Runners compete in North Pole Marathon

Runners compete in North Pole Marathon

With the temperature reaching -30C, 47 competitors from 20 countries pitted themselves against the elements in the world's coolest race.

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Largest flawless blue diamond could reach $25 million

"The Blue" diamond.
"The Blue" diamond. Credit: Reuters

The largest flawless vivid blue diamond in the world is expected reach a price of bewteen $21-25 million when it is sold at auction next month.

Known as 'The Blue' the stone has been put on display in New York ahead of its sale next month in Geneva.

See more: Pink Star diamond sold for £46m

Head of Jewelry at Christie's Rahul Kadakai said:

"Thirteen-carat vivid blue being the strongest saturation in a blue diamond, deeply saturated rich blue color and flawless. So the stone is internally and externally bereft of any imperfections.

"So this is the largest flawless vivid blue diamond in the world. So in simple terms, it's the best blue diamond in the world."

Very little in known about the age of the stone, or where it was mined.

'The Ocean Dream' diamond will also be going under the hammer in the sale. It is a five and a half carat blue-green diamond which could make between $7.5 to $10 million dollars.

See more: Rare blue diamond discovered in South Africa

"The Blue" diamond and "The Ocean Dream" diamond at Christie's Auction House in New York.
"The Blue" diamond and "The Ocean Dream" diamond at Christie's Auction House in New York. Credit: Reuters

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Life on Mars? 'Lights' in Nasa pictures explained

Images captured by Nasa's Mars Curiosity rover have sparked debate among UFO believers, with some suggesting they "could indicate that there is intelligent life below the ground" on the planet.

A speck of light can be seen flaring upwards from the hillside on Mars.
A speck of light can be seen flaring upwards from the hillside on Mars. Credit: Nasa/JPL-Caltech

The pictures, taken on April 3 by the Curiosity rover's right-hand navcam, appear to show a light in the distance, flaring upwards from behind the hillside.

The speck can just be seen to the left of the picture.
The speck can just be seen to the left of the picture. Credit: Nasa/JPL-Caltech

But the theories have been dispelled by imaging expert Doug Ellison from JPL, Nasa's robotic exploration wing. Speaking to NBC News, he blames the glimmer on a "cosmic ray hit" - when high energy particles hit a surface.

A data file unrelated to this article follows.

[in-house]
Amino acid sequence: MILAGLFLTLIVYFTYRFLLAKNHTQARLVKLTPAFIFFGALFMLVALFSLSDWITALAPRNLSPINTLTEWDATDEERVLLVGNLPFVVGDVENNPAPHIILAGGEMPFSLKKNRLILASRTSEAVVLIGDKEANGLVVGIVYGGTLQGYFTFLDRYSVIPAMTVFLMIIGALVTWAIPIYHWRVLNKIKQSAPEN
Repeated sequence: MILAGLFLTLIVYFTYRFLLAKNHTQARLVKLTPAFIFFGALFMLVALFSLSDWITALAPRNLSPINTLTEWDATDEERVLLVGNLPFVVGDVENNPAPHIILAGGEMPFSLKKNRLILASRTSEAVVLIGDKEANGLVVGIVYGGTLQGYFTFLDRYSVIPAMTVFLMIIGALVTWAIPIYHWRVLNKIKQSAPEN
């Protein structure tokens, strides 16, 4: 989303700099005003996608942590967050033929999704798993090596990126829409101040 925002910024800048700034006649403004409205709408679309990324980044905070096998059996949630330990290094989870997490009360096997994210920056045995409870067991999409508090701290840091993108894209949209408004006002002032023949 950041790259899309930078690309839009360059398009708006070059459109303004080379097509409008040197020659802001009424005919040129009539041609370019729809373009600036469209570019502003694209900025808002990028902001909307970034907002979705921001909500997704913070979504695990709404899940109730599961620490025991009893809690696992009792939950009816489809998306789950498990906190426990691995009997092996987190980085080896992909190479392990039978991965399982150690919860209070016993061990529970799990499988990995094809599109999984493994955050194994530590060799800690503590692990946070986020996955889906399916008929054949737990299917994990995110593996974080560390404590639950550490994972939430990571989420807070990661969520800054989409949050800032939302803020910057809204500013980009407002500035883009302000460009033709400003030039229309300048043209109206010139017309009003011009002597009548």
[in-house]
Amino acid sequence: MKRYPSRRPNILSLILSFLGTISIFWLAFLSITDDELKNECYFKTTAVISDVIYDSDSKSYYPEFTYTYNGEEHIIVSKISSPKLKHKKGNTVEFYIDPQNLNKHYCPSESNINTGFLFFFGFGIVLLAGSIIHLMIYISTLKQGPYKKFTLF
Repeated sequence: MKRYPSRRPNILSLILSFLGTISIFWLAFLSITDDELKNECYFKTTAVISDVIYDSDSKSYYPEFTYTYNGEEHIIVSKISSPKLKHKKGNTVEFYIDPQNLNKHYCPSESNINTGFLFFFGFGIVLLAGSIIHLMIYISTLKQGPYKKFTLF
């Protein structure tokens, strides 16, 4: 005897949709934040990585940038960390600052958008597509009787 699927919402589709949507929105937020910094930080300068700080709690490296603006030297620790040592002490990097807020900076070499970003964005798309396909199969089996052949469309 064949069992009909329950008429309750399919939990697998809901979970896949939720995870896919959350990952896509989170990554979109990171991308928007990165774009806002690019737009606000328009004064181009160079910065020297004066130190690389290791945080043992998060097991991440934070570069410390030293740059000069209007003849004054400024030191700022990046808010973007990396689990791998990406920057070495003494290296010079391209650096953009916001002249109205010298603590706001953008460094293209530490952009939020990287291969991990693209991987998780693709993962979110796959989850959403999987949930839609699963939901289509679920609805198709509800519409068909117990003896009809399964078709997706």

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NYC cops and firefighters brawl at charity hockey game

A charity ice hockey game between the New York Police Department and the city's firefighters erupted into a brawl this weekend.

Video footage on YouTube shows players throwing punches and grappling on the ice as the teams were tied 3-3 during the second period.

Warning: Video contains some graphic language from the crowd:

Eventually referees were able to break up the scuffle and the game continued, ending in a 8-5 win for the NYPD.

Both the NYPD and FDNY declined to comment to NBC New York

Hitler's wife 'had Jewish ancestry,' documentary claims

Eva Braun, who married Nazi leader Adolf Hitler hours before the pair committed suicide in 1945, was of Jewish descent, according to DNA analysis conducted for a TV documentary.

Adolf Hitler with Eva Braun Credit: PA

The Dead Famous DNA film - to be screened on Channel 4 on Wednesday - will claim that tests on hair samples said to have come from a monogrammed hairbrush used by Braun, show she was possibly of Jewish ancestry.

A team of scientists examined the hair and found a particular sequence within the DNA, which had been passed down the maternal line - the haplogroup N1b1 - which the channel said was "strongly associated" with Ashkenazi Jews, who make up around 80% of the global Jewish population.

Many Ashkenazi Jews in Germany converted to Catholicism in the 19th century.

Presenter Mark Evans sourced the hair samples, which were originally found by American army intelligence officer Paul Bae at Hitler's mountain retreat.

He said: "This is a thought-provoking outcome - I never dreamt that I would find such a potentially extraordinary and profound result."

The only way to prove beyond doubt that the samples were from Braun would be to take a DNA swab from one of her two surviving female descendants, but both refused.

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